Beta cell functionality is often characterised by indices describing different phases of insulin secretion. The typical biphasic insulin secretion pattern observed with a square wave glucose stimulation has laid the foundation for most modelling work regarding quantification of beta cell function. Within the context of control theory, the beta cell functionality is usually modelled as versions of a classic Proportional-Integral-Differential (PID) controller, and the different phases of insulin secretion are described in relation to the different control component, with the first phase of insulin secretion being related to the differential control component, and the second (late) phase to the integral control component. This is, of course, a phenomenological description. We propose a model of the glucose sensing mechanisms in the beta cell describing the timedependent physiological processes underlying the different insulin secretion phases. The model results show that glucokinase is the key regulatory step in the glucose sensing mechanisms. We argue that it is not glucose per se, but some signal(s) downstream of the glycolytic pathway that controls the activity of glucokinase, and hence the final insulin secretion pattern. We show that the first phase of insulin secretion is related to the rate of change of glucose in a non-linear saturable fashion, and that the second phase is due to translocation of glucokinase from an inactive to an active state. Hence, the glucose sensing mechanisms in the beta cell can, in some sense, be regarded as working as a classic PID controller, with intrinsic non-linearities in the sensing machinery. A meal tolerance test (MTT) is the best test for assessing beta cell indices as well as indices for insulin action in a physioloigcal relevant setting. In that context we have analysed MTT data from a large population of healthy subjects and from subjects with type 2 diabetes displaying a wide range of fasting plasma glucose (FPG) concentrations. Due to the heterogeneity in the FPG values of the subjects with diabetes, we stratified them according to their FPG and divided the subjects into five groups. Interestingly, when correcting for the FPG, the mean plasma glucose concentration profiles from each of the five groups are strikingly similar, despite quite large differences in the corresponding mean plasma insulin profiles. From the graphs of the means of the differentiated individual glucose profiles within the respective groups of subjects with diabetes, this similarity of the glucose profiles is even more evident. Same results are obtained when analysing the data from the database, where the subjects with type 2 diabetes have been followed throughout years, and where different standard treatments are also present. The graph of the mean healthy glucose profile shows a clear distinction from the corresponding graphs from subjects with type 2 diabetes. Of special interest is the observation that for the healthy persons the plasma insulin is still high even though plasma glucose has returned to fasting values, hence secretion of insulin continues despite glucose has returned to fasting values, and the increased insulin does not lead to hypoglycaemia. Hence in healthy subjects it appears that the glucose uptake is controlled in such a way as to follow the rate of glucose appearance from the meal. Similar conclusions cannot be drawn from the meal profiles of the subjects with type 2 diabetes. The glucose profiles for the subjects with type 2 diabetes seem similar despite different insulin profiles, and it appears that insulin merely follows the glucose profile without controlling it. However glucose undershoot is observed, probably due to elevated insulin concentration at the end of the meal test. The analysis of the MTT data provides a new tool to distinguish the healthy after-meal responses from responses of people with diabetes. Furthermore our analysis indicates that a mechanism that works more or less independent of insulin is activated in healthy persons after a meal and that this mechanism apparently is damaged and/or diminished in persons with type 2 diabetes. We argue, by referring to literature, that this mechanism is a result of the brain participating in the overall control of glucose concentration and fluxes of glucose equivalents. Hence, neural effects seem to be an important component that needs to be added to models that are set up to describe beta cell functionality as well as glucose uptake in a physiological relevant setting.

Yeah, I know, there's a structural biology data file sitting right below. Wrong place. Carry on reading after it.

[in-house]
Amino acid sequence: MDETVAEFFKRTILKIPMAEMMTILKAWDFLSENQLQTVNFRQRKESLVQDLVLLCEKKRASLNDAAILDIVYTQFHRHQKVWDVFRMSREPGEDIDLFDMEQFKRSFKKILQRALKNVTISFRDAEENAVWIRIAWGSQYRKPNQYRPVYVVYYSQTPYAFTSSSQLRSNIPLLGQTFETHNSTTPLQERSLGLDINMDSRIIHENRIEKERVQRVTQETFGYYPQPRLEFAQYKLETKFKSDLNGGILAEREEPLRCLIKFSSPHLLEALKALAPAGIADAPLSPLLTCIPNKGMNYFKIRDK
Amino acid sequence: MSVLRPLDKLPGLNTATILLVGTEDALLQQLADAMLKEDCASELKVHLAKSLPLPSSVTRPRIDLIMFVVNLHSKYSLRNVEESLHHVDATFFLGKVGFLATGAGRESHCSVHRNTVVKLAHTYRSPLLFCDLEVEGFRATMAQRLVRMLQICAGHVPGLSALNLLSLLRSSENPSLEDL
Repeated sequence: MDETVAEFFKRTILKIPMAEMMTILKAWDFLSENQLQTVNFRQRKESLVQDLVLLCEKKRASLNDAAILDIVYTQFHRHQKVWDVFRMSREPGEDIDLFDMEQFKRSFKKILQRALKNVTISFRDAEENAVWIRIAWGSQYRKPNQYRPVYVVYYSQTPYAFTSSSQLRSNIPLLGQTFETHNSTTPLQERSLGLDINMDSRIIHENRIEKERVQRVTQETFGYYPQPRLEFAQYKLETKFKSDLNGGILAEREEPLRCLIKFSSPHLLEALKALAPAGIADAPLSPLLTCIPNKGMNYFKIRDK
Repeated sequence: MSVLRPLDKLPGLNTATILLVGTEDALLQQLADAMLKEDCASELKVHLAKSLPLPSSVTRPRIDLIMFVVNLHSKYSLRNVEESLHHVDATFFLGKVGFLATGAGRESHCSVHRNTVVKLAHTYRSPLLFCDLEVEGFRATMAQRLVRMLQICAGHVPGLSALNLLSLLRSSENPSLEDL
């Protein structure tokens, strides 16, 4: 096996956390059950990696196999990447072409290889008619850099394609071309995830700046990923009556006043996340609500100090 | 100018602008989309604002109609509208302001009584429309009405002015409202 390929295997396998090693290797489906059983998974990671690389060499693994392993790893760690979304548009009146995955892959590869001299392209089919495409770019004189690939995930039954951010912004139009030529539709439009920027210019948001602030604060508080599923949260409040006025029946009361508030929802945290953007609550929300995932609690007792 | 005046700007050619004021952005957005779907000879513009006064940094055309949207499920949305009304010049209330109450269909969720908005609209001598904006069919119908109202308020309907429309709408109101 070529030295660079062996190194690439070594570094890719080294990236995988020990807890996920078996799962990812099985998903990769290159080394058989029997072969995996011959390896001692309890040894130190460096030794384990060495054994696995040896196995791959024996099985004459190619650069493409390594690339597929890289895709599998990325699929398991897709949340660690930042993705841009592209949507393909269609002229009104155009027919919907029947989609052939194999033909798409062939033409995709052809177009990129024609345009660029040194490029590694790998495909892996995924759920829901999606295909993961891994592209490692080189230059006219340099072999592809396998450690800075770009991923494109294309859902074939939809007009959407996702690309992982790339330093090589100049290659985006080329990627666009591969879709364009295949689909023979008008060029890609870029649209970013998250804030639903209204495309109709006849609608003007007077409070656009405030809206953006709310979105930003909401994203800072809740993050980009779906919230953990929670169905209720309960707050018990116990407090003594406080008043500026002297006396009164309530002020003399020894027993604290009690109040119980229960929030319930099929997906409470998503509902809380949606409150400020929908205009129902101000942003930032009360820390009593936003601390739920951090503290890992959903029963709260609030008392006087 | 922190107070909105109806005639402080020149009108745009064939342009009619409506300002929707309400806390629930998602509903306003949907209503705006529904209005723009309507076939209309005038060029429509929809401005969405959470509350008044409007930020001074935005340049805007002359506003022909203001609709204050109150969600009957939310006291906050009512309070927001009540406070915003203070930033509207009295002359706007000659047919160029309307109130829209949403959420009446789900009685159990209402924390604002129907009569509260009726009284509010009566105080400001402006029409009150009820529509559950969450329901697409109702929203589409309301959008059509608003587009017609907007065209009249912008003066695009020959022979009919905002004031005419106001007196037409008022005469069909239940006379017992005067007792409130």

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Mosekilde, Erik, Hansen, René Norman, Colding-Jørgensen, Morten
Department of Physics, Technical University of Denmark, 2011